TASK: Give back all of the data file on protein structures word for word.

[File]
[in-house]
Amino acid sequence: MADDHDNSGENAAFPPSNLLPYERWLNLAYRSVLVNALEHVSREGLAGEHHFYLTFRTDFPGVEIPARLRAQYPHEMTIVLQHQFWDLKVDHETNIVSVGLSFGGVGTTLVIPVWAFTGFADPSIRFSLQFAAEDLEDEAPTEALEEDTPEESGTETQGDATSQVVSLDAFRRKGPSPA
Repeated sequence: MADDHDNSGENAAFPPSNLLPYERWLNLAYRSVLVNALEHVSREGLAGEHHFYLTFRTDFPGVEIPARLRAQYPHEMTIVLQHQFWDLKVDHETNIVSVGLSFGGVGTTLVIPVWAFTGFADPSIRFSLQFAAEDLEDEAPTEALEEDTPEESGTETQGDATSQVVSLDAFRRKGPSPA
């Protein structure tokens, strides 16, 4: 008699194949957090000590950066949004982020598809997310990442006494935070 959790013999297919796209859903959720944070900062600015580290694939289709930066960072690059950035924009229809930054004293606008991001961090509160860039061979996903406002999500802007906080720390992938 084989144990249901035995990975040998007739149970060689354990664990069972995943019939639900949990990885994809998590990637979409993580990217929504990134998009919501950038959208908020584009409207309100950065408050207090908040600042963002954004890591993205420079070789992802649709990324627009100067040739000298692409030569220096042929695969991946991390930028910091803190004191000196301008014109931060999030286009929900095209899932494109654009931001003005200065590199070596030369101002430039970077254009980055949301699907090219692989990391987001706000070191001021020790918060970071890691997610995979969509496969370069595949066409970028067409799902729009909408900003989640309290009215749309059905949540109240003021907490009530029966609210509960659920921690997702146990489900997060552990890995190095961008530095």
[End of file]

[in-house]
Amino acid sequence: MADDHDNSGENAAFPPSNLLPYERWLNLAYRSVLVNALEHVSREGLAGEHHFYLTFRTDFPGVEIPARLRAQYPHEMTIVLQHQFWDLKVDHETNIVSVGLSFGGVGTTLVIPVWAFTGFADPSIRFSLQFAAEDLEDEAPTEALEEDTPEESGTETQGDATSQVVSLDAFRRKGPSPA
Repeated sequence: MADDHDNSGENAAFPPSNLLPYERWLNLAYRSVLVNALEHVSREGLAGEHHFYLTFRTDFPGVEIPARLRAQYPHEMTIVLQHQFWDLKVDHETNIVSVGLSFGGVGTTLVIPVWAFTGFADPSIRFSLQFAAEDLEDEAPTEALEEDTPEESGTETQGDATSQVVSLDAFRRKGPSPA
């Protein structure tokens, strides 16, 4: 008699194949957090000590950066949004982020598809997310990442006494935070 959790013999297919796209859903959720944070900062600015580290694939289709930066960072690059950035924009229809930054004293606008991001961090509160860039061979996903406002999500802007906080720390992938 084989144990249901035995990975040998007739149970060689354990664990069972995943019939639900949990990885994809998590990637979409993580990217929504990134998009919501950038959208908020584009409207309100950065408050207090908040600042963002954004890591993205420079070789992802649709990324627009100067040739000298692409030569220096042929695969991946991390930028910091803190004191000196301008014109931060999030286009929900095209899932494109654009931001003005200065590199070596030369101002430039970077254009980055949301699907090219692989990391987001706000070191001021020790918060970071890691997610995979969509496969370069595949066409970028067409799902729009909408900003989640309290009215749309059905949540109240003021907490009530029966609210509960659920921690997702146990489900997060552990890995190095961008530095």